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The good, the bad, and the ugly, Part II

The good, the bad, and the ugly, Part II

The print industry around the world is suffering. But more importantly, it is still surviving, Part II.

August 4, 2009 7:16 by

Click here to read Part I.

For national titles in Europe, the situation is generally better than domestic ones, but not always by much. A move to online models has been successful in terms of readership, but these papers have provided almost all their content online for free; a lack of profitability is often palpable. Recent speculation surrounds the future of Britain’s Independent, whose parent company Independent News and Media has total debts of 1.3 billion Euros ($1.8 million).

Meanwhile, reports say that media mogul Rupert Murdoch is considering charging for access to News Corporation’s newspaper websites. The company’s newspaper division barely broke even in the most recent quarter, with profits down from $216 million to $7 million year-on-year. The company’s most famous titles include British heavyweights The Times, The Sunday Times and The Sun.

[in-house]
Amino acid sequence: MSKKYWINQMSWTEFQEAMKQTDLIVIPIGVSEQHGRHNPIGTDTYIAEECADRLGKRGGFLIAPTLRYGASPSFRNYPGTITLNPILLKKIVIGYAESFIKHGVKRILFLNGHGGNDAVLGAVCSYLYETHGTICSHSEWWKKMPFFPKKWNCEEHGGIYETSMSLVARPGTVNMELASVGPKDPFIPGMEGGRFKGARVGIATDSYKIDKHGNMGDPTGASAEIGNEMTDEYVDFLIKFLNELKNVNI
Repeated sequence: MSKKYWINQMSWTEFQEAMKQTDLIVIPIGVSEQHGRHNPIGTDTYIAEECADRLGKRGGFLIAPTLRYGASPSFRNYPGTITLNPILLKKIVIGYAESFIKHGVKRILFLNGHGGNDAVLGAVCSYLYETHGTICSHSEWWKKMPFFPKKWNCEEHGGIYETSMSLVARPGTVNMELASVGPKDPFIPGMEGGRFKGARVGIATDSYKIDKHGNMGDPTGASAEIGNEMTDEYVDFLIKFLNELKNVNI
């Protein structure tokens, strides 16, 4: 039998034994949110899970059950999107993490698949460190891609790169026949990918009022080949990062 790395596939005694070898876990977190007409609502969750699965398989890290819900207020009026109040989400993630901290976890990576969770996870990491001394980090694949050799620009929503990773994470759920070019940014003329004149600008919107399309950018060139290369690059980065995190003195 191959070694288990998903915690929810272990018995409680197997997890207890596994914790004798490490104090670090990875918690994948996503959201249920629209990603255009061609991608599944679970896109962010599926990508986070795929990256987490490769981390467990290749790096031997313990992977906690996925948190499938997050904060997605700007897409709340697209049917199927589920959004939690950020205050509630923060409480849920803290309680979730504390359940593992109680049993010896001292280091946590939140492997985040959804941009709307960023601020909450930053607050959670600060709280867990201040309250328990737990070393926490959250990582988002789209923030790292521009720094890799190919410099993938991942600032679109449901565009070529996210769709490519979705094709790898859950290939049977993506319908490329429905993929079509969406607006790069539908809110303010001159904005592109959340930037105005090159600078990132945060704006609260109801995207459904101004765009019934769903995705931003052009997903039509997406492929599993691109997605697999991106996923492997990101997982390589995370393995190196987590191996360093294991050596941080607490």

It’s not all bad news, though. Axel Springer AG, publisher of the Bild daily in Germany, the country’s largest circulation paper, posted its highest ever profit in 2008. The company attributes its success to early investment in the internet. Meanwhile in Spain, while print media in general is suffering, free newspapers are proving extremely popular, with 20 Minutos now the most read title in the country. Incidentally, www.20 is also the third most visited information website in Spain. And in Norway, Oslo-based publisher Schibsted’s online activities now provide a quarter of the company’s revenue, and a majority of its profit.

The ugly


Some people believe that ultimately, Europe is merely following the same road as the US. According to Paper Cuts, a website tracking industry changes in the US, in 2007, two titles ceased publication across the whole of the United States. In 2008, it was 55 titles; so far in 2009 the site reports 94 titles have closed or cut their print editions.

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